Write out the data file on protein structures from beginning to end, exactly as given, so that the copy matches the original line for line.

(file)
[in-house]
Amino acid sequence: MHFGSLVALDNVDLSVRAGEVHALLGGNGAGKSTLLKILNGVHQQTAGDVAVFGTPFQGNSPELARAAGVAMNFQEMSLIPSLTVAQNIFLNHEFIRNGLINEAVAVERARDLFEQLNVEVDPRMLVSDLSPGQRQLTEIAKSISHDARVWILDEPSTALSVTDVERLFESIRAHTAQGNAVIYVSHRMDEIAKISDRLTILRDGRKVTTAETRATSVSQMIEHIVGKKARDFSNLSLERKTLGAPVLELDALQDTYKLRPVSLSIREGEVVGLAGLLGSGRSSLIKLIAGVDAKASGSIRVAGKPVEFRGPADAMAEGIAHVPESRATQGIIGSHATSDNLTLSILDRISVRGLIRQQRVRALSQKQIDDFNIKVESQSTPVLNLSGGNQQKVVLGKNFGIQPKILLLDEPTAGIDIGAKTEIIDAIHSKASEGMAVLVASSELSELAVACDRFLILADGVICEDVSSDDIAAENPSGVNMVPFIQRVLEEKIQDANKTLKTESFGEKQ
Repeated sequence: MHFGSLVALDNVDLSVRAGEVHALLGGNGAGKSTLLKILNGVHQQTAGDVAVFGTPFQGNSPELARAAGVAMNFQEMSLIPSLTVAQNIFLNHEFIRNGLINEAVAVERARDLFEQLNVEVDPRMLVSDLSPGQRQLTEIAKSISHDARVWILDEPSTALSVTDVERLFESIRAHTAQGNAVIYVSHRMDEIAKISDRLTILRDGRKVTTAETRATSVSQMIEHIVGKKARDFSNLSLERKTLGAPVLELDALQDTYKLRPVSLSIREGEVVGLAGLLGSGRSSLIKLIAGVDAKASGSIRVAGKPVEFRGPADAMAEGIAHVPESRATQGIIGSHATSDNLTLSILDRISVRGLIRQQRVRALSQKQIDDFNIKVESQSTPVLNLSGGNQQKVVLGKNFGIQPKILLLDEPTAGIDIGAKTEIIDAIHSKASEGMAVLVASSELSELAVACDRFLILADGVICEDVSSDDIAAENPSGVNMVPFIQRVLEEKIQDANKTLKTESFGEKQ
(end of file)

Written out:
[in-house]
Amino acid sequence: MHFGSLVALDNVDLSVRAGEVHALLGGNGAGKSTLLKILNGVHQQTAGDVAVFGTPFQGNSPELARAAGVAMNFQEMSLIPSLTVAQNIFLNHEFIRNGLINEAVAVERARDLFEQLNVEVDPRMLVSDLSPGQRQLTEIAKSISHDARVWILDEPSTALSVTDVERLFESIRAHTAQGNAVIYVSHRMDEIAKISDRLTILRDGRKVTTAETRATSVSQMIEHIVGKKARDFSNLSLERKTLGAPVLELDALQDTYKLRPVSLSIREGEVVGLAGLLGSGRSSLIKLIAGVDAKASGSIRVAGKPVEFRGPADAMAEGIAHVPESRATQGIIGSHATSDNLTLSILDRISVRGLIRQQRVRALSQKQIDDFNIKVESQSTPVLNLSGGNQQKVVLGKNFGIQPKILLLDEPTAGIDIGAKTEIIDAIHSKASEGMAVLVASSELSELAVACDRFLILADGVICEDVSSDDIAAENPSGVNMVPFIQRVLEEKIQDANKTLKTESFGEKQ
Repeated sequence: MHFGSLVALDNVDLSVRAGEVHALLGGNGAGKSTLLKILNGVHQQTAGDVAVFGTPFQGNSPELARAAGVAMNFQEMSLIPSLTVAQNIFLNHEFIRNGLINEAVAVERARDLFEQLNVEVDPRMLVSDLSPGQRQLTEIAKSISHDARVWILDEPSTALSVTDVERLFESIRAHTAQGNAVIYVSHRMDEIAKISDRLTILRDGRKVTTAETRATSVSQMIEHIVGKKARDFSNLSLERKTLGAPVLELDALQDTYKLRPVSLSIREGEVVGLAGLLGSGRSSLIKLIAGVDAKASGSIRVAGKPVEFRGPADAMAEGIAHVPESRATQGIIGSHATSDNLTLSILDRISVRGLIRQQRVRALSQKQIDDFNIKVESQSTPVLNLSGGNQQKVVLGKNFGIQPKILLLDEPTAGIDIGAKTEIIDAIHSKASEGMAVLVASSELSELAVACDRFLILADGVICEDVSSDDIAAENPSGVNMVPFIQRVLEEKIQDANKTLKTESFGEKQ